A burned-out family and a violated bench
In the early morning of April 22, a 19-year-old, estranged boyfriend allegedly set fire to the house on Boyes Boulevard occupied by his 17-year-old former girlfriend, her older sister, and the sister’s two young children.
The ex-boyfriend apparently had second thoughts about his action because he roused the occupants in time for them to escape the inferno, but the house and most of its contents were destroyed.
For the past five weeks, the young family has been living in a hotel room (the children are 3 and 4 years old) and have so far been unable to find a new home to rent.
The suspect was arrested and booked into the county jail, with bail set at $1,060,000. We can assume he will have a county or state roof over his head for some time, perhaps years. But, ironically, the victim family now has less housing security than the accused. This remains a tough market for affordable real estate and the family has limited means.
Anyone inspired to lend a helping hand can contact Cindy Magana, either via email (email@example.com) or by phone at 280-3393. We’re a caring community; let’s see if we can help.
And while we’re on the subject of caring, we want to draw attention to the lovely life of Myrna Shone Charles, wife of Dale Charles and sister of Don Shone, best known for his inspired ownership (with Dale Downing) of Glen Ellen Village Market (which locals simply call Shone’s) and Sonoma Market.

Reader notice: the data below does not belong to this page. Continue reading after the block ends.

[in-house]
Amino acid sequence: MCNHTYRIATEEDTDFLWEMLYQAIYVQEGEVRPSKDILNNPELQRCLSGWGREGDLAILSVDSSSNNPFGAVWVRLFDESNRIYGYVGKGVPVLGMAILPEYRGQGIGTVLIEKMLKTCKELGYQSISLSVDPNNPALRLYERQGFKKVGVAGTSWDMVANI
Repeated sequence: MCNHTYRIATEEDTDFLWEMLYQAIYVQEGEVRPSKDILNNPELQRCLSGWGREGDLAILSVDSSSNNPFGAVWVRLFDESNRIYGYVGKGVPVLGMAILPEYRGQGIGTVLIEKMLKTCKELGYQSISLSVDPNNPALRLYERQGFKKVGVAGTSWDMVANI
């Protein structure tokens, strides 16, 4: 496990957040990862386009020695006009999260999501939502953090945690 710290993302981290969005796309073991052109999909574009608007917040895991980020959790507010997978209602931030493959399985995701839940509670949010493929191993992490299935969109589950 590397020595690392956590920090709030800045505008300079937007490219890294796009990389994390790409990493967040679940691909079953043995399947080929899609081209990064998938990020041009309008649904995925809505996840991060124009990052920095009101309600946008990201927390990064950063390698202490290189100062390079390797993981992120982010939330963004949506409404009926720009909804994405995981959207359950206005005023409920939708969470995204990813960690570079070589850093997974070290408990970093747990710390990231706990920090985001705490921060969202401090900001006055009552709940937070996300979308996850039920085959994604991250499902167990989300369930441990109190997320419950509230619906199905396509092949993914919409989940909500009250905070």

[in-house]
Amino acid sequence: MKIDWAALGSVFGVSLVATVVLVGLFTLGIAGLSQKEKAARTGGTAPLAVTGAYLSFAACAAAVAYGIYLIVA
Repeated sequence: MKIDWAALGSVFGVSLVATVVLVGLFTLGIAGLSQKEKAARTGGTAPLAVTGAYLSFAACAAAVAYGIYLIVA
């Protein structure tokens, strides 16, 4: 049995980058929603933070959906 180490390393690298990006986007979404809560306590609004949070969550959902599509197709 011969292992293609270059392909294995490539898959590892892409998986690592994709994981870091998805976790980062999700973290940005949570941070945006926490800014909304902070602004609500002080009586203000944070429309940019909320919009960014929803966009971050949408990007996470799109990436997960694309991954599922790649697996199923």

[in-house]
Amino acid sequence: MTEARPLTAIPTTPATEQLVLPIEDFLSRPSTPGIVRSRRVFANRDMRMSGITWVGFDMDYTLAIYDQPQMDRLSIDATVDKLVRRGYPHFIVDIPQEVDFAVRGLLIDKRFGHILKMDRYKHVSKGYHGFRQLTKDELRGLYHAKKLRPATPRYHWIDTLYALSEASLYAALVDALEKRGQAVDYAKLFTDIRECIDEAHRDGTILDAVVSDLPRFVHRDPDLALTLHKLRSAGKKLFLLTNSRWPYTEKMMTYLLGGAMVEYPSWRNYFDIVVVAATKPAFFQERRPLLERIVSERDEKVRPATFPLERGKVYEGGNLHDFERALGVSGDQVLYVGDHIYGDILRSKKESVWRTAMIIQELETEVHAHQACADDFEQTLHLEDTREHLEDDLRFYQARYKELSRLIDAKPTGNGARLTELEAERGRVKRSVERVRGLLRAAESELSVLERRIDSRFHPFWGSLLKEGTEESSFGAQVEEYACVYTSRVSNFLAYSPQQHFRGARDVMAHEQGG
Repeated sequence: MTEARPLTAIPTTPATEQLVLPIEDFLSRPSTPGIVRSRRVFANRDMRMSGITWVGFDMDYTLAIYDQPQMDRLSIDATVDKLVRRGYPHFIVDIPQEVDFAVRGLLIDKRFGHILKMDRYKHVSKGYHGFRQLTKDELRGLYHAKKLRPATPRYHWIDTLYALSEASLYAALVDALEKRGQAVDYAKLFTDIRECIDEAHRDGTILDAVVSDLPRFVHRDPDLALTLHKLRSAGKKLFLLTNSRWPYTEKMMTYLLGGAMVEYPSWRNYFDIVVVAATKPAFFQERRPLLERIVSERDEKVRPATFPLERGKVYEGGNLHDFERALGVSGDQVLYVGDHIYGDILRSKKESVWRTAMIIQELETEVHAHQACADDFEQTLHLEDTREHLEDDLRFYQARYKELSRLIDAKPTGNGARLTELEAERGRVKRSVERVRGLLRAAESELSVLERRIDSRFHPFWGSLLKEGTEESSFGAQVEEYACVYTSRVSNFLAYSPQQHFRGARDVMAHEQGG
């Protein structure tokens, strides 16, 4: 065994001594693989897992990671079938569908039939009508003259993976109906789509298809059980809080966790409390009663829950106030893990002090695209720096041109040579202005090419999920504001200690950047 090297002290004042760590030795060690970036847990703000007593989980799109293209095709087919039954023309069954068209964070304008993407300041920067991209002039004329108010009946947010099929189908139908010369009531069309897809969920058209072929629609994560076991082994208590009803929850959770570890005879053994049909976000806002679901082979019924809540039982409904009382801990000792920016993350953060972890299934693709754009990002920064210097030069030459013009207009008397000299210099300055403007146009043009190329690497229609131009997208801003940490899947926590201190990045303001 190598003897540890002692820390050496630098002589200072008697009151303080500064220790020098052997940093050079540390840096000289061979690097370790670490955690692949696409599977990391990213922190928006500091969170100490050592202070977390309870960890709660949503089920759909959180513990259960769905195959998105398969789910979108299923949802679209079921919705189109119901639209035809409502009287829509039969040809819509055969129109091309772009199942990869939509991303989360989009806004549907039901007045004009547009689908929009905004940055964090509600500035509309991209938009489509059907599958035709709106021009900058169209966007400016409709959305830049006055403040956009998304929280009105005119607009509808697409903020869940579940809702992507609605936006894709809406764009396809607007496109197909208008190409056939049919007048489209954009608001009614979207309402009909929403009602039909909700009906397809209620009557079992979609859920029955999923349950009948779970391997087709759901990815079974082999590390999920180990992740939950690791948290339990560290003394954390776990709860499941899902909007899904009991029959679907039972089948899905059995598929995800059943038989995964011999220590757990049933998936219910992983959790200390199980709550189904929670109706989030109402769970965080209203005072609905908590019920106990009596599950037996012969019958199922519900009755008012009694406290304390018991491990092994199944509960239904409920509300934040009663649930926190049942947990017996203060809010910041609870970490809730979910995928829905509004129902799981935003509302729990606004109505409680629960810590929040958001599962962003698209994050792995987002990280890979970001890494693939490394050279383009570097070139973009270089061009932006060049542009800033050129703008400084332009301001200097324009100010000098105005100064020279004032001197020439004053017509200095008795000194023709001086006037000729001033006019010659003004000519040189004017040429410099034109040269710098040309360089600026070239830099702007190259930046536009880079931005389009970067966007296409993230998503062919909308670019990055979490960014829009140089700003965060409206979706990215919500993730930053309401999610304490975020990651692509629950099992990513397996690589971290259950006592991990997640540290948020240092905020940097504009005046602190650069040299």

Myrna passed away on Feb. 22 at the age of 70, and in addition to nursing a lifetime of loving memories, the community she lived in keeps Myrna’s spirit alive with a beautifully-crafted and carefully positioned wooden bench, set beside the asphalt path that follows Sonoma Creek just beyond the Ig Vella Bridge on Riverside Drive. A plaque beside it honors Myrna’s memory.
That pathway is a regular walking route for a woman’s group who delight in taking a break at Myrna’s bench. You can therefore imagine their shock when they recently discovered that vandals had defaced the bench with black and green graffiti covering much of the back and seat, using indelible markers to inscribe their adolescent monikers.
We’ve all been young, most of us can remember senseless things we’ve done in our youth, often with no understanding of the impact such actions can have on others.
We know that the kids who vandalized Myrna’s bench most likely won’t be reading these words, but perhaps their parents will. If you know kids who might be prone to tagging, let them know there are consequences, to others and – hopefully – to themselves. Tell them if they are caught they will be arrested, fined and possibly jailed. Ask them how they would feel if someone similarly insulted their mother. Ask them how they would feel if someone inked offensive words on the front of their homes.
Vandalism always has victims. Myrna is beyond being offended, but those who loved her, and love her bench, feel wounded and violated.
The plaque beside the bench reads, “In memory of Myrna Shone Charles, from your sisters of the heart.”
The sisters are offended. So are we.